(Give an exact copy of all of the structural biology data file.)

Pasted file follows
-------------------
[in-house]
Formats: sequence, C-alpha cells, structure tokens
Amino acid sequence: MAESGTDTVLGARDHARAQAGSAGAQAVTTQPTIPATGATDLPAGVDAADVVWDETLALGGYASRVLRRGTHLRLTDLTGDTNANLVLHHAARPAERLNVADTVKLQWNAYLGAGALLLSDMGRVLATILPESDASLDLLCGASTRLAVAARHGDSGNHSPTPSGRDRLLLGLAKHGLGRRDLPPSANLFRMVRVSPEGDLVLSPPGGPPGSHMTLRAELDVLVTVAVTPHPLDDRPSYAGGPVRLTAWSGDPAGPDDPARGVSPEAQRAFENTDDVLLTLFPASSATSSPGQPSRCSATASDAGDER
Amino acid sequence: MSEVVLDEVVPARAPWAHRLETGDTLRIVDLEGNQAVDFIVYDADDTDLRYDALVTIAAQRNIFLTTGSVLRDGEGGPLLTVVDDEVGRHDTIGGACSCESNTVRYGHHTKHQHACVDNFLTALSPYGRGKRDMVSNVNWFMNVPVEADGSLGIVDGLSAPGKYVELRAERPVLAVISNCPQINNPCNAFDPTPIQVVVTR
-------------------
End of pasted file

[in-house]
Formats: sequence, C-alpha cells, structure tokens
Amino acid sequence: MAESGTDTVLGARDHARAQAGSAGAQAVTTQPTIPATGATDLPAGVDAADVVWDETLALGGYASRVLRRGTHLRLTDLTGDTNANLVLHHAARPAERLNVADTVKLQWNAYLGAGALLLSDMGRVLATILPESDASLDLLCGASTRLAVAARHGDSGNHSPTPSGRDRLLLGLAKHGLGRRDLPPSANLFRMVRVSPEGDLVLSPPGGPPGSHMTLRAELDVLVTVAVTPHPLDDRPSYAGGPVRLTAWSGDPAGPDDPARGVSPEAQRAFENTDDVLLTLFPASSATSSPGQPSRCSATASDAGDER
Amino acid sequence: MSEVVLDEVVPARAPWAHRLETGDTLRIVDLEGNQAVDFIVYDADDTDLRYDALVTIAAQRNIFLTTGSVLRDGEGGPLLTVVDDEVGRHDTIGGACSCESNTVRYGHHTKHQHACVDNFLTALSPYGRGKRDMVSNVNWFMNVPVEADGSLGIVDGLSAPGKYVELRAERPVLAVISNCPQINNPCNAFDPTPIQVVVTR